Sessions is traveling to the detention facility in Cuba with his deputy, Rod Rosenstein, to gain “an up-to-date understanding of current operations,” Justice Department spokesman Ian Prior said. They will “meet with the people on the ground who are leading our government-wide efforts” there. It is Sessions’ first trip there since becoming attorney general.
“Recent attacks in Europe and elsewhere confirm that the threat to our nation is immediate and real, and it remains essential that we use every lawful tool available to prevent as many attacks as possible,” Prior said.
Sessions has long been a vocal supporter of the continued use of Guantanamo, calling it a “very fine place for holding these kind of dangerous criminals.”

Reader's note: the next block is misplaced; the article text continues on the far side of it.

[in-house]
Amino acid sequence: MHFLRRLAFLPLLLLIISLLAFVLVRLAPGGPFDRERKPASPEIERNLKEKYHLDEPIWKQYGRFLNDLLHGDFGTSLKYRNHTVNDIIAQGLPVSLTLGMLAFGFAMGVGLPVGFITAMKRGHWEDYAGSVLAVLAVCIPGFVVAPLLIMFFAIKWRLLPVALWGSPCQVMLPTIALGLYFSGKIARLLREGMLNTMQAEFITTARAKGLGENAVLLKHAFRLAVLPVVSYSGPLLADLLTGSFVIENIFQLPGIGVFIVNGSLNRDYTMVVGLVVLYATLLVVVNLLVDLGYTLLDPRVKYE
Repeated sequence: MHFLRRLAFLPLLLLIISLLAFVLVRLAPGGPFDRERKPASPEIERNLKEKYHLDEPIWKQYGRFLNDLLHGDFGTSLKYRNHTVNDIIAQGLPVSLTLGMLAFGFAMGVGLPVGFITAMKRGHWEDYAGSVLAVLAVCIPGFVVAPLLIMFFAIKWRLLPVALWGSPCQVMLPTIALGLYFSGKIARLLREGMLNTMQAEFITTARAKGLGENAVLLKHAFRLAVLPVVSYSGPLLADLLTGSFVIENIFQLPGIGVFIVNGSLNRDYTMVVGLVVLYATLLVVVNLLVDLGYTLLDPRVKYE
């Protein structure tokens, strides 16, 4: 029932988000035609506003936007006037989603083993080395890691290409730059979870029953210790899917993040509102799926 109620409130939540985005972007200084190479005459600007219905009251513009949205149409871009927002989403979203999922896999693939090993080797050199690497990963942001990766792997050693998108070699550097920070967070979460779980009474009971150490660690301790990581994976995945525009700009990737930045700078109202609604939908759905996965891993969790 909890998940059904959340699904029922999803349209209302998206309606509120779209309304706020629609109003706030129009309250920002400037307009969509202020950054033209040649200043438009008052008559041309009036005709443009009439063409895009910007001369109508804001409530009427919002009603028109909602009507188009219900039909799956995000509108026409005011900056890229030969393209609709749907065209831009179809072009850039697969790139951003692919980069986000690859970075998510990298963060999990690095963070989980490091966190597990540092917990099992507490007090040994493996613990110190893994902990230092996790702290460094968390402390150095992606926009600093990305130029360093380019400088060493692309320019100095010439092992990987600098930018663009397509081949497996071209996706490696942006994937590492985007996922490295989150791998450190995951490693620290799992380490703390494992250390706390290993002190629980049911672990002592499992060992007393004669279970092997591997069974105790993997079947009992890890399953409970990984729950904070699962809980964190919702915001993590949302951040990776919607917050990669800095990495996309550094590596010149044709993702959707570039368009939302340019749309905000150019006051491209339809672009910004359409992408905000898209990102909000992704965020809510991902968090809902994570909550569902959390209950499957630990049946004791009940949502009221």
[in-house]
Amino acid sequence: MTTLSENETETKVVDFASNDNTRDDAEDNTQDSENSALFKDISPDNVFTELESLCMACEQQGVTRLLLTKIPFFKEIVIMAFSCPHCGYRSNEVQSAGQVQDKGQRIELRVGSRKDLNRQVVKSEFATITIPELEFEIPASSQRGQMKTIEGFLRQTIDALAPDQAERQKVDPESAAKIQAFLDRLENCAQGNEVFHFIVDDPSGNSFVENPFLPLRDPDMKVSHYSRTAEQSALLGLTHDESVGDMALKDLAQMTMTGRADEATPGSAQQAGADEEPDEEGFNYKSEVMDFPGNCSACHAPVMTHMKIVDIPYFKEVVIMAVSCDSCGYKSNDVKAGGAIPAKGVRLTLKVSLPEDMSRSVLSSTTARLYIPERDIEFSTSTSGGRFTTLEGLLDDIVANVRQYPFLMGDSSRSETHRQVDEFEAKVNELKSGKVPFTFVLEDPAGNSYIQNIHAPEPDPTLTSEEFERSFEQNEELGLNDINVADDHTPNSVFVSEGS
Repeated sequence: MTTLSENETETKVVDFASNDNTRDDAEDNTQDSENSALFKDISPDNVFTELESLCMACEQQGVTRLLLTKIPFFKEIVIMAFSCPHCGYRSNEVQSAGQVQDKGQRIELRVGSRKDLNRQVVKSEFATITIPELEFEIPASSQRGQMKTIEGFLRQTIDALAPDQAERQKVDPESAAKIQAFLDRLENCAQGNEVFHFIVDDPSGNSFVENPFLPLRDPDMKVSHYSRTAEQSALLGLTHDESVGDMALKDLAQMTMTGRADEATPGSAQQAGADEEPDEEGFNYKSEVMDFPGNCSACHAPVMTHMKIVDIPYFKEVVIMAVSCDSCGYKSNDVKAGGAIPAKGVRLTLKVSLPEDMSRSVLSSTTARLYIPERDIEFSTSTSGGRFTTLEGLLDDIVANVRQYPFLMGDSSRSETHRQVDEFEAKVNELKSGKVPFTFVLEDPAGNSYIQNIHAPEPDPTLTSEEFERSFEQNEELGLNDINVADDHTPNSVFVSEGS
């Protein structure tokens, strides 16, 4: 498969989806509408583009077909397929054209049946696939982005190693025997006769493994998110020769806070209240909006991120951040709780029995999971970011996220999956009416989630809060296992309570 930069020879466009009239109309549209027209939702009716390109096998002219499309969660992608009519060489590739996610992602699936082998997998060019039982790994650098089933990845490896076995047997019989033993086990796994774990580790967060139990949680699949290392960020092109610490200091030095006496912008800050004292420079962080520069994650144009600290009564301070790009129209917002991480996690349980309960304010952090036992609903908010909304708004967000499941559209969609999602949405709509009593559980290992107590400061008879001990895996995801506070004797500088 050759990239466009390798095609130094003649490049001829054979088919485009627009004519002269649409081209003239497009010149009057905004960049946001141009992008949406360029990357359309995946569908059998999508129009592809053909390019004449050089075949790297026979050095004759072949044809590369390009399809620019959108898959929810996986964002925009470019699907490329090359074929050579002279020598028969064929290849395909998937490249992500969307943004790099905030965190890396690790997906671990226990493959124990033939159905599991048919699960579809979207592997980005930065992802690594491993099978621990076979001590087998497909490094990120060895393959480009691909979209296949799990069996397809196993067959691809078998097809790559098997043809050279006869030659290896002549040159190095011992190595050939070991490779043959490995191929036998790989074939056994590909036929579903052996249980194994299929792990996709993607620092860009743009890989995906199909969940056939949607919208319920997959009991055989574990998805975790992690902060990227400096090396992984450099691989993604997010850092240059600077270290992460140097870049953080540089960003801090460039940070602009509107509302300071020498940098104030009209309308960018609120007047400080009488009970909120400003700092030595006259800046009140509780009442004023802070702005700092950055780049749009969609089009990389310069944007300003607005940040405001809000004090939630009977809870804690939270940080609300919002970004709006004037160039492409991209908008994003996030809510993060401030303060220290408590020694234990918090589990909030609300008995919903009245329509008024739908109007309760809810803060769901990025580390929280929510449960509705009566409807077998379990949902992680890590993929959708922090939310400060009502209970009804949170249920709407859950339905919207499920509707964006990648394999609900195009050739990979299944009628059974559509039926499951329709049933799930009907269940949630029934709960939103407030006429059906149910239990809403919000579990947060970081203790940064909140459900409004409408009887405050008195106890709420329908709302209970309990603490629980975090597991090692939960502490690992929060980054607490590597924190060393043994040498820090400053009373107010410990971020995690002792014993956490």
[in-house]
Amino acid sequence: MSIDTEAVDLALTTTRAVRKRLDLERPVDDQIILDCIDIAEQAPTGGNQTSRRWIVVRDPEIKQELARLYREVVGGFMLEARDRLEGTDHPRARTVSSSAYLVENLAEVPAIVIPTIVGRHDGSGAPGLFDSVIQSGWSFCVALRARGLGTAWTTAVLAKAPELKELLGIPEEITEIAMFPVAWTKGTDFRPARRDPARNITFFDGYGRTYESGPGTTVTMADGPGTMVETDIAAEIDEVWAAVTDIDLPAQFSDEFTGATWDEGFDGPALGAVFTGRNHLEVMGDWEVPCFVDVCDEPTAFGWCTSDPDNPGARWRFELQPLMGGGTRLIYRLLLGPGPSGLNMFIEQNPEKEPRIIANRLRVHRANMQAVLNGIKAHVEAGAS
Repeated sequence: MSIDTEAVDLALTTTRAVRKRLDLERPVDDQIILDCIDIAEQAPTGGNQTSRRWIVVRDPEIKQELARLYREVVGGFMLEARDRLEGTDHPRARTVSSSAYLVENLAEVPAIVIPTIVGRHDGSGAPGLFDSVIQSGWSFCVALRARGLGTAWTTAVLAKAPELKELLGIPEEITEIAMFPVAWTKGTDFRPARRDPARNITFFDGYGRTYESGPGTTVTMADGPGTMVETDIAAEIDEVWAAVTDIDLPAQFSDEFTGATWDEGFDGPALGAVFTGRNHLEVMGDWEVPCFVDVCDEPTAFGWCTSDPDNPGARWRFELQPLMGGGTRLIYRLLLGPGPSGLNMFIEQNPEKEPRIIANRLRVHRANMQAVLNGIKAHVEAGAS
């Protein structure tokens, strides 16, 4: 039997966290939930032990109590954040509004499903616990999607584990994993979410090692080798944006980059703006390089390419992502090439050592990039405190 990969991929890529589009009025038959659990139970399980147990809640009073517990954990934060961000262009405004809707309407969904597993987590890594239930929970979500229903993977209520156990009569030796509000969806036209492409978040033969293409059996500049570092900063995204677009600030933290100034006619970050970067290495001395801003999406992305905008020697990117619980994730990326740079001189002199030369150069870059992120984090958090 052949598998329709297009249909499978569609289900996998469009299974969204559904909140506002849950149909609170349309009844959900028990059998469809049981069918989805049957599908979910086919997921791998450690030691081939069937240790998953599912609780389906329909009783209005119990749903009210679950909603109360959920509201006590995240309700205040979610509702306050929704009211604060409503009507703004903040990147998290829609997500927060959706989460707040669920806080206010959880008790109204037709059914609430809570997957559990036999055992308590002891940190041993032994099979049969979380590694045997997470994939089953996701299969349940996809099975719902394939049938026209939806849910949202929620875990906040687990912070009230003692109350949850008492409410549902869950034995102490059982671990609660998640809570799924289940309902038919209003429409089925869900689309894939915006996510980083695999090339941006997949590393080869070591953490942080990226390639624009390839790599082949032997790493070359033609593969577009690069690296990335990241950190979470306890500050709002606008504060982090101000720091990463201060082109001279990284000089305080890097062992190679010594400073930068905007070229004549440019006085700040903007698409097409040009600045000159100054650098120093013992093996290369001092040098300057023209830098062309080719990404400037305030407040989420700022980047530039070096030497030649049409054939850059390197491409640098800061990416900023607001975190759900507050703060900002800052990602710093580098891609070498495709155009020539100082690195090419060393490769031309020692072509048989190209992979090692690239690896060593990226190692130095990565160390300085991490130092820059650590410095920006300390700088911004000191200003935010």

“We’ve spent a lot of money fixing it up,” Sessions told the conservative talk show host Hugh Hewitt in a March interview. “And I’m inclined to the view that it remains a perfectly acceptable place. And I think the fact that a lot of the criticisms have just been totally exaggerated.”
The support for Guantanamo now represents a complete reversal of eight years of efforts to close it. The Obama administration sent no new detainees there, and though it didn’t fulfill a promise to shut it down, whittled the population from 242 to 41.
Obama’s Justice Department maintained that the U.S. civilian court system was the most legally sound forum in which to prosecute terror suspects captured in the U.S. and overseas and cited hundreds of convictions in New York and other cities as proof.
Former Attorney General Eric Holder sought unsuccessfully in 2009 to move the suspected ringleader of the Sept. 11 attacks, Khalid Sheikh Mohammed, from Guantanamo to New York for trial, and though the plan was derailed by political opposition, has since expressed vindication as the military tribunal system at Guantanamo stalled.